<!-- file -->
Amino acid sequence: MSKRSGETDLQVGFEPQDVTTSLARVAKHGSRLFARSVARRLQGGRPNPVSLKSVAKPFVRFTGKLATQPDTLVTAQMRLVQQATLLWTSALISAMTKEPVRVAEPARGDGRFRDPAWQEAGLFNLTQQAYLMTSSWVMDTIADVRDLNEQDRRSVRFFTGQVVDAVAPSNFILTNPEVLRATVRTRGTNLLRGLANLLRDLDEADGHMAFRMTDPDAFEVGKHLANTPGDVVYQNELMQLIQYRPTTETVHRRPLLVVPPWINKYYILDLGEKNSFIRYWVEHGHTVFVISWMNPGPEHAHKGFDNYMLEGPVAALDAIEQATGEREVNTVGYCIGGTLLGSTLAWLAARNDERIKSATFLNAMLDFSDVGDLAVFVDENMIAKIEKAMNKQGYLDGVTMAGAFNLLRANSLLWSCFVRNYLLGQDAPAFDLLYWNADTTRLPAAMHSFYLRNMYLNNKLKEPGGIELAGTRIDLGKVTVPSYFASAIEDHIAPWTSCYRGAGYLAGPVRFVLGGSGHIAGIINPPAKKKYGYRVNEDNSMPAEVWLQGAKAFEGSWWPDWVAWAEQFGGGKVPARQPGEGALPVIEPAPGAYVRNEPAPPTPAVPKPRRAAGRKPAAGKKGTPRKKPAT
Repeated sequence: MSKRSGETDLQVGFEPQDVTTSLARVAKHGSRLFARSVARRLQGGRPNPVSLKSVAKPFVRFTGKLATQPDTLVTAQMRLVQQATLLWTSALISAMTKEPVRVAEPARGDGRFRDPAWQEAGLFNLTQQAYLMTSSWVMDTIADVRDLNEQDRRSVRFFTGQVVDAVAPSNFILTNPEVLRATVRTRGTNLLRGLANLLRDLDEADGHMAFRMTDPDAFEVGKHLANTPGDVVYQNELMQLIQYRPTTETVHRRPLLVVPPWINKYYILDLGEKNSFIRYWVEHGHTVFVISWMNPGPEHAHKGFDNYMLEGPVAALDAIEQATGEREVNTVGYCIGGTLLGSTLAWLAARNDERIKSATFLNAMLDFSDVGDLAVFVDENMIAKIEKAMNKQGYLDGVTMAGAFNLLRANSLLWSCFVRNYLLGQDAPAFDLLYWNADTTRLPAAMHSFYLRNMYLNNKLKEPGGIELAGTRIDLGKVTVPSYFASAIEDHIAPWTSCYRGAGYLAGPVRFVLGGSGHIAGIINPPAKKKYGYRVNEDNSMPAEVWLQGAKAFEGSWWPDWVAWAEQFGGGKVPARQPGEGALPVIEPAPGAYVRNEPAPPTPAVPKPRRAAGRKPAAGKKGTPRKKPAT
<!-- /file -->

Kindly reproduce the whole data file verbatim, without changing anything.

Amino acid sequence: MSKRSGETDLQVGFEPQDVTTSLARVAKHGSRLFARSVARRLQGGRPNPVSLKSVAKPFVRFTGKLATQPDTLVTAQMRLVQQATLLWTSALISAMTKEPVRVAEPARGDGRFRDPAWQEAGLFNLTQQAYLMTSSWVMDTIADVRDLNEQDRRSVRFFTGQVVDAVAPSNFILTNPEVLRATVRTRGTNLLRGLANLLRDLDEADGHMAFRMTDPDAFEVGKHLANTPGDVVYQNELMQLIQYRPTTETVHRRPLLVVPPWINKYYILDLGEKNSFIRYWVEHGHTVFVISWMNPGPEHAHKGFDNYMLEGPVAALDAIEQATGEREVNTVGYCIGGTLLGSTLAWLAARNDERIKSATFLNAMLDFSDVGDLAVFVDENMIAKIEKAMNKQGYLDGVTMAGAFNLLRANSLLWSCFVRNYLLGQDAPAFDLLYWNADTTRLPAAMHSFYLRNMYLNNKLKEPGGIELAGTRIDLGKVTVPSYFASAIEDHIAPWTSCYRGAGYLAGPVRFVLGGSGHIAGIINPPAKKKYGYRVNEDNSMPAEVWLQGAKAFEGSWWPDWVAWAEQFGGGKVPARQPGEGALPVIEPAPGAYVRNEPAPPTPAVPKPRRAAGRKPAAGKKGTPRKKPAT
Repeated sequence: MSKRSGETDLQVGFEPQDVTTSLARVAKHGSRLFARSVARRLQGGRPNPVSLKSVAKPFVRFTGKLATQPDTLVTAQMRLVQQATLLWTSALISAMTKEPVRVAEPARGDGRFRDPAWQEAGLFNLTQQAYLMTSSWVMDTIADVRDLNEQDRRSVRFFTGQVVDAVAPSNFILTNPEVLRATVRTRGTNLLRGLANLLRDLDEADGHMAFRMTDPDAFEVGKHLANTPGDVVYQNELMQLIQYRPTTETVHRRPLLVVPPWINKYYILDLGEKNSFIRYWVEHGHTVFVISWMNPGPEHAHKGFDNYMLEGPVAALDAIEQATGEREVNTVGYCIGGTLLGSTLAWLAARNDERIKSATFLNAMLDFSDVGDLAVFVDENMIAKIEKAMNKQGYLDGVTMAGAFNLLRANSLLWSCFVRNYLLGQDAPAFDLLYWNADTTRLPAAMHSFYLRNMYLNNKLKEPGGIELAGTRIDLGKVTVPSYFASAIEDHIAPWTSCYRGAGYLAGPVRFVLGGSGHIAGIINPPAKKKYGYRVNEDNSMPAEVWLQGAKAFEGSWWPDWVAWAEQFGGGKVPARQPGEGALPVIEPAPGAYVRNEPAPPTPAVPKPRRAAGRKPAAGKKGTPRKKPAT